Capitol Police Officer Suggests Committing Violence Against Trump During Jan. 6 Hearing Testimony


A Capitol Police sergeant on Tuesday appeared to suggest people should go to former President Donald Trump’s house and put on display the violence Capitol police officers experienced on Jan. 6 before apologizing for the comment.

Sgt. Aquilino Gonell made his comments during his testimony in front of the House Select Committee during the investigation into the incursion of the Capitol.

Republican Rep. Liz Cheney of Wyoming asked Gonell how he felt when he heard Trump say “there was a lot of love” in the crowd of people who attended the rally before the incursion.

“It’s upsetting. It’s a pathetic excuse of his behavior for something that he himself helped to create this monstrosity,” Gonell said.

“I’m still recovering from those ‘hugs and kisses’ that day. He claimed that so many rioters, terrorists were assaulting us that day. If that was hugs and kisses, then we should all go to his house and do the same thing to him.”

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Gonell was one of the police officers who responded to the attack that day. Three other officers testified at the first hearing of the select committee, The New York Times reported.

Republican leaders boycotted the session.

PBS NewsHour correspondent Lisa Desjardins tweeted that Gonell later apologized for his comment and said “he did not mean to suggest anyone should go to Trump’s house.”

About 140 police officers were injured during the incursion of the Capitol while Congress was in session to certify the results of the 2020 election.

Gonell detailed the events of Jan. 6 to the committee and said he thought he was going to die.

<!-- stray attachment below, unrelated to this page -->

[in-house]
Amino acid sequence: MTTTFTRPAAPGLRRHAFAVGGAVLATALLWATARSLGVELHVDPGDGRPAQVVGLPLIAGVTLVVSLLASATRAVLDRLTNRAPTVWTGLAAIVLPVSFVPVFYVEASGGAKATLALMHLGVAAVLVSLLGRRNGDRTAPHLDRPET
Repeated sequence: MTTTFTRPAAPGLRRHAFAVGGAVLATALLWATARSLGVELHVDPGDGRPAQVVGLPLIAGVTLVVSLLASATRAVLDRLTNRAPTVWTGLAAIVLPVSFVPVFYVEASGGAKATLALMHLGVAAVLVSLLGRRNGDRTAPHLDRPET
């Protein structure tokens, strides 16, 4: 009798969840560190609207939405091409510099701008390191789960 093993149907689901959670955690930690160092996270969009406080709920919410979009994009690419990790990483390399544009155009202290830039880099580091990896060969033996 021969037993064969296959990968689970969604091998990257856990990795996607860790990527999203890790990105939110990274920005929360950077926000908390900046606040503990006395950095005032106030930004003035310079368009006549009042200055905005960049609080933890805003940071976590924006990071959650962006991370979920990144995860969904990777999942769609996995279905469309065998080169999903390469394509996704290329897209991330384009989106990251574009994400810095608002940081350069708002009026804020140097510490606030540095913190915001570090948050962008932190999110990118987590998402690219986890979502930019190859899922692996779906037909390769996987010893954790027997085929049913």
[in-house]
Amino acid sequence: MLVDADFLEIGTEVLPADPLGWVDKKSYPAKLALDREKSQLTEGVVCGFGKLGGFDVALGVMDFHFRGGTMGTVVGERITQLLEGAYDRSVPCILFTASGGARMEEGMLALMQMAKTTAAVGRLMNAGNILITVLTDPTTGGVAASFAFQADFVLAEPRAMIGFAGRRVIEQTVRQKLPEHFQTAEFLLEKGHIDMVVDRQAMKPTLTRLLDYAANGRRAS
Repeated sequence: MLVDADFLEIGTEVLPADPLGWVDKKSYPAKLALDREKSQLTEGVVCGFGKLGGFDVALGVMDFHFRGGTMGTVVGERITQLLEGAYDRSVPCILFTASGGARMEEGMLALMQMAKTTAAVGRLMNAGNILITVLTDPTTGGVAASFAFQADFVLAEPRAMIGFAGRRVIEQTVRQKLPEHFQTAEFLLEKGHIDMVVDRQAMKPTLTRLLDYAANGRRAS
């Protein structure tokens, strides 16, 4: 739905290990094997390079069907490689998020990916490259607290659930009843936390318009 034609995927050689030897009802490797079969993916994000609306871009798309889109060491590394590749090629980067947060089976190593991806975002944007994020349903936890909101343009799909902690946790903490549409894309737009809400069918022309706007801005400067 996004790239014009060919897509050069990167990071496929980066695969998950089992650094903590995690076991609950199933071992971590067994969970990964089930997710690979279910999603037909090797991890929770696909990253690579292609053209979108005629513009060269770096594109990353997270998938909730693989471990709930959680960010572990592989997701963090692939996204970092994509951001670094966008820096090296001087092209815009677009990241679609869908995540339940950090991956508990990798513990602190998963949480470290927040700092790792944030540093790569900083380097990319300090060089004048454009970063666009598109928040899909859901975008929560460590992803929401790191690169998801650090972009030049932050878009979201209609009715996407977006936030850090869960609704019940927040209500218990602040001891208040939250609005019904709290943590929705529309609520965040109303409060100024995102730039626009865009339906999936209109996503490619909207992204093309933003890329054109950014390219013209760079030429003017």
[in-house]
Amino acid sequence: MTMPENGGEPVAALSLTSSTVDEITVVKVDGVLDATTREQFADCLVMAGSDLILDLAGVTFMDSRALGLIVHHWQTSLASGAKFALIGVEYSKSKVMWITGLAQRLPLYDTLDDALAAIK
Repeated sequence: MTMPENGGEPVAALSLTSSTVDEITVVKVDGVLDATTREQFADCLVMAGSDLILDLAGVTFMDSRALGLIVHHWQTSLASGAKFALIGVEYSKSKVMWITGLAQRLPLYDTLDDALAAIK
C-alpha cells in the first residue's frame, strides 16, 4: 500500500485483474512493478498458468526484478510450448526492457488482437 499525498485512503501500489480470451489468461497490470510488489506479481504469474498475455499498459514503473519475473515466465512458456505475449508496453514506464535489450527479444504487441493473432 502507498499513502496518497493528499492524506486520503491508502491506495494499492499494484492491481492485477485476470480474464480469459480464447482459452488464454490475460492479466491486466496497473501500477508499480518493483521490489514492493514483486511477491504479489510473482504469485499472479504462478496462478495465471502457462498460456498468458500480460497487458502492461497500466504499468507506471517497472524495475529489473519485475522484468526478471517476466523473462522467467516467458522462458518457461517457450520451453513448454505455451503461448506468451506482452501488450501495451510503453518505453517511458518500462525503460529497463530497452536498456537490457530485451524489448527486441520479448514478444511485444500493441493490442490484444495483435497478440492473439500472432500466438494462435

“I could feel myself losing oxygen and recall thinking to myself, ‘This is how I’m going to die — defending this entrance,'” he said.

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Gonell also criticized Republicans who have opposed efforts to investigate the incursion.

Do you think this officer was out of line?

“There is a continuous, shocking attempt to ignore or try to destroy the truth of what truly happened that day, and to whitewash the facts into something other than what they unmistakably reveal: An attack on our democracy by violent domestic extremists, and a stain on our history and our moral standing here at home and abroad,” he said, according to NPR.

The nine-member panel was formed after Senate Republicans blocked the creation of an independent commission to investigate the events of Jan. 6, according to Reuters.

The panel is made up of seven Democrats and two Republicans, all of whom were appointed by House Speaker Nancy Pelosi, NPR reported.

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Erin Coates was an editor for The Western Journal for over two years before becoming a news writer. A University of Oregon graduate, Erin has conducted research in data journalism and contributed to various publications as a writer and editor.
Erin Coates was an editor for The Western Journal for over two years before becoming a news writer. She grew up in San Diego, California, proceeding to attend the University of Oregon and graduate with honors holding a degree in journalism. During her time in Oregon, Erin was an associate editor for Ethos Magazine and a freelance writer for Eugene Magazine. She has conducted research in data journalism, which has been published in the book “Data Journalism: Past, Present and Future.” Erin is an avid runner with a heart for encouraging young girls and has served as a coach for the organization Girls on the Run. As a writer and editor, Erin strives to promote social dialogue and tell the story of those around her.
Tucson, Arizona
Graduated with Honors
Bachelor of Arts in Journalism, University of Oregon
Books Written
Contributor for Data Journalism: Past, Present and Future
Prescott, Arizona
Languages Spoken
English, French
Topics of Expertise
Politics, Health, Entertainment, Faith